This isn’t new. There has always been a push and pull between movies, books and music that comfort and reassure us with their familiarity and works that unsettle and upset, leaving us with far more questions than answers. And in some real ways the avenues open to individuals to create that second variety of art are easier to negotiate now than ever before. But that kind of work will also rarely pass a particular commercial threshold, because it requires more from audiences than most people are interested in investing.

So it isn’t necessarily a zero sum circumstance—The Witch and Deadpool both have their place. The squawking between tribes that seems to fuel much of social media is perhaps more sound than fury. But there is a disquieting narrowing that seems to be happening, at least in the conversation surrounding the two different modes. In the same way that political differences seem to have become more acute—at least partly abetted by the kind of insulating bubbles that social media seems to encourage, or at least facilitate—there seems to be the cultural equivalent lurking in the darker recesses of twitter, tumblr and all the other various forms of social media. And sadly, because most of this discourse seems like the ill-informed ranting of small children, I think a lot of people dismiss its power.

Cumulatively the group-think that often surrounds these kinds of social media conversations—so much of what is deemed “good” is the result of a kind of bullying sophistry rather than actual persuasion or even revelation—is becoming more and more influential. And it sometimes feels like the creative process is being steered by a committee of millions.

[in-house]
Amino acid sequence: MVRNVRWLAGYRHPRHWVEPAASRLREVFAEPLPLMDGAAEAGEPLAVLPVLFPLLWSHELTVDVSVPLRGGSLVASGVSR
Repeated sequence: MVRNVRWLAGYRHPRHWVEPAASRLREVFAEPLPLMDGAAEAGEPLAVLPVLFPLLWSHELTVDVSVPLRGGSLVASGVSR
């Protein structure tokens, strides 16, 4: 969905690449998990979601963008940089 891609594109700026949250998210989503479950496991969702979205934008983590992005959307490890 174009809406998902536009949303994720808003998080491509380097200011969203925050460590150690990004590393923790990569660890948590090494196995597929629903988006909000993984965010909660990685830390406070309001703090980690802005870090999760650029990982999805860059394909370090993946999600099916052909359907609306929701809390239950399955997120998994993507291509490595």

The critic and the audience are fundamentally important but their influence should be at a remove from the actual creative process, otherwise the whole procedure is circumscribed by exactly the sort of people who really shouldn’t have that kind of influence. How interesting can any kind of creative output be if it is nothing more than transcribing someone else’s idea—to the letter, if they had their way.

I tend to think that my responsibility as an audience member is more about broadening and simultaneously refining my own aesthetics. Improving my capacity to recognize something that has some value, after the fact, is far more useful than trying to directly influence the process as it occurs.

There is no way to game the system so that you will be guaranteed what you’re spending your hard earned money on is going to be what you expected, at least without seriously diminishing one of the things that makes any kind of art valuable—its capacity to surprise. So while I’m happy that Deadpool, and cultural products like it, are part of the landscape, I sure hope that particular species of entertainment doesn’t become so ubiquitous that it blots out everything else. Because, for me at least, if it ever does become that zero sum, I would rather a world filled with The Witch than its smart-assed, low stakes alternative.